What are technology underpants?
I like to refer to ‘technology underpants’ as obvious ways you can spot inconsistencies in the user experience due to the way technology teams are divided at a company.
Let’s take the Twitter unauthenticated follow user flow. I find a profile of a person I want to follow. Lo and behind this person is pretty interesting and I want to follow them on Twitter!
I click the follow button and I am met with this interstitial modal:
I don’t know what the metrics are to justify this design decision. They’ve allotted less than 10% of the modal real estate to the sign in function. 90% of this modal is geared towards getting a user to sign up for an account.
Some things I’ve considered about this design decision:
-They primarily designed this modal to capture new users.
-Given that about 90% of the modal real estate is devoted to capturing new users, does it mean that 90% of unauthenticated visits to Twitter profile pages are from non-users?
-Is there enough of a bounceback problem that this type of UI treatment justifies inconveniencing loyal users?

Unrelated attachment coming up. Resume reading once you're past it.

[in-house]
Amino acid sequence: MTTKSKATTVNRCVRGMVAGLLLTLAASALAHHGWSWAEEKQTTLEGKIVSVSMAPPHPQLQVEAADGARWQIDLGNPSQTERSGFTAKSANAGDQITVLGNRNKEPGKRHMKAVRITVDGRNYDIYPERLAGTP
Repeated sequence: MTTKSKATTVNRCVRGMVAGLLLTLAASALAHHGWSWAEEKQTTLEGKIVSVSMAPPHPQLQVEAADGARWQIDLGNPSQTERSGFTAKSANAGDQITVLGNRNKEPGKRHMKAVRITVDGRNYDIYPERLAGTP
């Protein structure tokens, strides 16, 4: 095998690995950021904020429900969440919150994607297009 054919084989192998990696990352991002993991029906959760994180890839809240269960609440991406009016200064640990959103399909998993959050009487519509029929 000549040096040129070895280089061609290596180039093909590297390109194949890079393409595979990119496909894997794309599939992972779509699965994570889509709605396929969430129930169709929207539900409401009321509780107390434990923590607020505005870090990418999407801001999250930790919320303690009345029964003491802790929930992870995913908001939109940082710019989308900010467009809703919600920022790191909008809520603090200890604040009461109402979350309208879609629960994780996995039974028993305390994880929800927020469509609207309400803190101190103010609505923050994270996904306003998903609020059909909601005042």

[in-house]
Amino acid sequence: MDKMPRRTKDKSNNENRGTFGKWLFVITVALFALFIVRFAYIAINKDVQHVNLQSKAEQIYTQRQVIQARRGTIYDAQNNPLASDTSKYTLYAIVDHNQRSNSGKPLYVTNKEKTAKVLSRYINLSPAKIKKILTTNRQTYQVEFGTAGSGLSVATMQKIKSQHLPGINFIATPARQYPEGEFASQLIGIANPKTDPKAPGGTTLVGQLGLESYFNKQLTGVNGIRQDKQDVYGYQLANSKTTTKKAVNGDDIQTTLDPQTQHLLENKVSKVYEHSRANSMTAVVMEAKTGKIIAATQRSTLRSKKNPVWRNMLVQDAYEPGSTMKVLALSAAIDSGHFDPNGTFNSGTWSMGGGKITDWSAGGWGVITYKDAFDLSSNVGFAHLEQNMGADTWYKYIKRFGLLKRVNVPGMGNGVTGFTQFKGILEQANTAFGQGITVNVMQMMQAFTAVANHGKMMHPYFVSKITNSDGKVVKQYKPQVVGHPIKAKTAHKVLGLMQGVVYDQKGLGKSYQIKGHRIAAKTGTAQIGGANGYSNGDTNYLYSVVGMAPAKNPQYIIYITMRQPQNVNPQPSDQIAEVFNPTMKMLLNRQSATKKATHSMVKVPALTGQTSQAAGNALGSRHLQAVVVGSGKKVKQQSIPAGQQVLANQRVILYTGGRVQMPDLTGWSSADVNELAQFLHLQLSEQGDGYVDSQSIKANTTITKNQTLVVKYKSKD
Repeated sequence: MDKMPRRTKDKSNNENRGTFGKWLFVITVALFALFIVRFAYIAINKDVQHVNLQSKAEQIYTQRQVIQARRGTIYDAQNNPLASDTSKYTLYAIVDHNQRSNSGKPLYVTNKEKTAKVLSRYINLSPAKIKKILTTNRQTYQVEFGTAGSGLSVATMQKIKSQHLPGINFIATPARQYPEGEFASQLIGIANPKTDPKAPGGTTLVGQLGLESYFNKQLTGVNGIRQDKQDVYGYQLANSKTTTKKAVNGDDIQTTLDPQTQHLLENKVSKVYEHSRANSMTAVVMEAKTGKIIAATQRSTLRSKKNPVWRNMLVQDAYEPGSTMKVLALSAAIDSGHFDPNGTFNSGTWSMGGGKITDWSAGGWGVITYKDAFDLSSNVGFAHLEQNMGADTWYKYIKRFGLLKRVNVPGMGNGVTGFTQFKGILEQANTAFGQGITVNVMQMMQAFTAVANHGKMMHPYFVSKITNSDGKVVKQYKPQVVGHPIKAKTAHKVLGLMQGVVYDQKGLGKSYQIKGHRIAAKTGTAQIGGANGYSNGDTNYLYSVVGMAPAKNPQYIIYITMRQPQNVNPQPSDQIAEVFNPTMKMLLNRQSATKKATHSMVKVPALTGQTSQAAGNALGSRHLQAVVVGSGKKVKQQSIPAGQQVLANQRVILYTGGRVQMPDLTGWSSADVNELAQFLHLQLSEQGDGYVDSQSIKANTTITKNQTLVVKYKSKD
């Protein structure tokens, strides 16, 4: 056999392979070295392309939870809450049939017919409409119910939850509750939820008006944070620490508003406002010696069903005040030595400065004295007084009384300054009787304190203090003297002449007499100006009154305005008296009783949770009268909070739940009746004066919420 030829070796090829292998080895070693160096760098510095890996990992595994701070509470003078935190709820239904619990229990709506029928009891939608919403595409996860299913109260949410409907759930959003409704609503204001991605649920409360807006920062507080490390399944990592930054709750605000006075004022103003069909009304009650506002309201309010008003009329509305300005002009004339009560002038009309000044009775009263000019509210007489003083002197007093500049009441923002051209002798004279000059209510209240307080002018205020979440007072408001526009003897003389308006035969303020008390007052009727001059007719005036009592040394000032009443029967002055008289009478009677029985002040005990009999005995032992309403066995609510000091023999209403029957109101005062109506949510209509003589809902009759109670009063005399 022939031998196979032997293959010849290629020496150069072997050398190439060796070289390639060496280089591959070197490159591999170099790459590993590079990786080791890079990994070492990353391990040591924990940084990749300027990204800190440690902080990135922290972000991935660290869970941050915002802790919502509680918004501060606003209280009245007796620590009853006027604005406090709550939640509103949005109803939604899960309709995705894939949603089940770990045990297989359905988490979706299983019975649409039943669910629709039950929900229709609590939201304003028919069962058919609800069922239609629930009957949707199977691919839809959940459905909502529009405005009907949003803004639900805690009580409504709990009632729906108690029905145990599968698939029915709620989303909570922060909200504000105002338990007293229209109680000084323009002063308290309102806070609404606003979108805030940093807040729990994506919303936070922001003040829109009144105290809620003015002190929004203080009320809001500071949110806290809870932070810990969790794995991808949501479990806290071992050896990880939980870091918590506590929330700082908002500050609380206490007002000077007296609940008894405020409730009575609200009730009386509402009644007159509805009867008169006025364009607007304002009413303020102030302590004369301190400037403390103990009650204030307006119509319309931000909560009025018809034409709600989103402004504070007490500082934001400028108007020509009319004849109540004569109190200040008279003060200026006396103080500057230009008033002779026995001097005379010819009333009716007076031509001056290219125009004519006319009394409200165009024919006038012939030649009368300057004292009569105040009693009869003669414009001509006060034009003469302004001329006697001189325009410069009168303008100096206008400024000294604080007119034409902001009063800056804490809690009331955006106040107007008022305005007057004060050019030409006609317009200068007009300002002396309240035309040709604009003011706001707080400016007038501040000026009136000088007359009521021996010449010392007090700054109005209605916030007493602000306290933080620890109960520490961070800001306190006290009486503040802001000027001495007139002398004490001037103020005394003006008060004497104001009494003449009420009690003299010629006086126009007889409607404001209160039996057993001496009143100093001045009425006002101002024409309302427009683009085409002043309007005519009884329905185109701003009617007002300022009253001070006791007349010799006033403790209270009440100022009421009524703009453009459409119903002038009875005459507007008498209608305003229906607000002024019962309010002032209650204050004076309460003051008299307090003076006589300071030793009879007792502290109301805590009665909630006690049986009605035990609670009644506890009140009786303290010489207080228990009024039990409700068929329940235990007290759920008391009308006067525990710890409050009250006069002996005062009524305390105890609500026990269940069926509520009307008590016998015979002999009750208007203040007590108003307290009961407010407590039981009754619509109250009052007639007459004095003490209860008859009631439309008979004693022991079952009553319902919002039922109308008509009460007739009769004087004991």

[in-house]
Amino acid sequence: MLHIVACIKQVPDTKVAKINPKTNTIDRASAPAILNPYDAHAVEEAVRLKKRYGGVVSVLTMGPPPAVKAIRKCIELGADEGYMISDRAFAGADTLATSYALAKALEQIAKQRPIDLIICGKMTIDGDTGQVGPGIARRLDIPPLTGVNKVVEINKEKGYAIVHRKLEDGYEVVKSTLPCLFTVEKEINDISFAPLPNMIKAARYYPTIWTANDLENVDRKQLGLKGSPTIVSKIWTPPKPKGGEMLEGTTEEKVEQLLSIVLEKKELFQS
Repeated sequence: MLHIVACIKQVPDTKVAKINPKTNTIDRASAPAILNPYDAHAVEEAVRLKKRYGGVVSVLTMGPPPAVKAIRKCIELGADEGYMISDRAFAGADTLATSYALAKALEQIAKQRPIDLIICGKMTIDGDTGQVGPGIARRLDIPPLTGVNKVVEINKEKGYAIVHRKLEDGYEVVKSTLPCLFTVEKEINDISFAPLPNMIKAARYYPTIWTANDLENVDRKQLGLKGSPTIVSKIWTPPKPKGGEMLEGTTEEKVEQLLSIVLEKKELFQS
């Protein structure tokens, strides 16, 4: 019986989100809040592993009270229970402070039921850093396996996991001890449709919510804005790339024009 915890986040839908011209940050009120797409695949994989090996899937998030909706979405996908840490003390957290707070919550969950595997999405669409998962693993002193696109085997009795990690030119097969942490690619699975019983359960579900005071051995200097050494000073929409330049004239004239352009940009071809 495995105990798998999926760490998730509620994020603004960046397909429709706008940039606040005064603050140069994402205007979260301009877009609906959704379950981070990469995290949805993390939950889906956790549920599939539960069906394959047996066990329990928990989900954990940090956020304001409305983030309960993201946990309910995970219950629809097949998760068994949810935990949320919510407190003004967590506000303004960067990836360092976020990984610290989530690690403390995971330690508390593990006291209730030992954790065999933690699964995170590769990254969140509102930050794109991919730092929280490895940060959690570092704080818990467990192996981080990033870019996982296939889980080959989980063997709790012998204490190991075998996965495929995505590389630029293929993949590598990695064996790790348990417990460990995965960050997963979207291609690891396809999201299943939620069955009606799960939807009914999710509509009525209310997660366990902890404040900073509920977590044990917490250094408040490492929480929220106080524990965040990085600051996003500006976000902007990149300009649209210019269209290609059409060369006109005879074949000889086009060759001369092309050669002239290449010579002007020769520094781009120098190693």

-The screen now says ‘Twitter’ four times. The modal says it three times — in the modal title, the header, and the call to action button. Do they really have a brand recognition problem where it needs to be repeated so many times in such a limited space?
One UX nitpick that I have is that my eye has to track to another part of the screen, and my mouse has to travel so far, back and forth on the screen, to complete the action. Once I click on the follow button, I can automatically begin filling out the form fields but then I have to move my pointer all the way across the screen to submit my information or to log in.
As an expert user (I’ve logged 29,000 tweets over the last 7.5 years), this is a really inconvenient way to achieve my end goal (signing in).
So, expert user here, clicking on the ‘Log in’ text link. I am then taken to this screen:
Now my eye and mouse have to track to another part of the screen, yet again. Ugh.
A ton of other websites have a great example of inline login or sign-up. A great example of this is Vimeo:
They gear their experience towards the users who are already Vimeo users. It keeps their loyal users happy and minimizes the amount of work that needs to be done. It only adds one small incremental step for new users:
Moral of the story: Keep your user experience loyal to your most loyal users.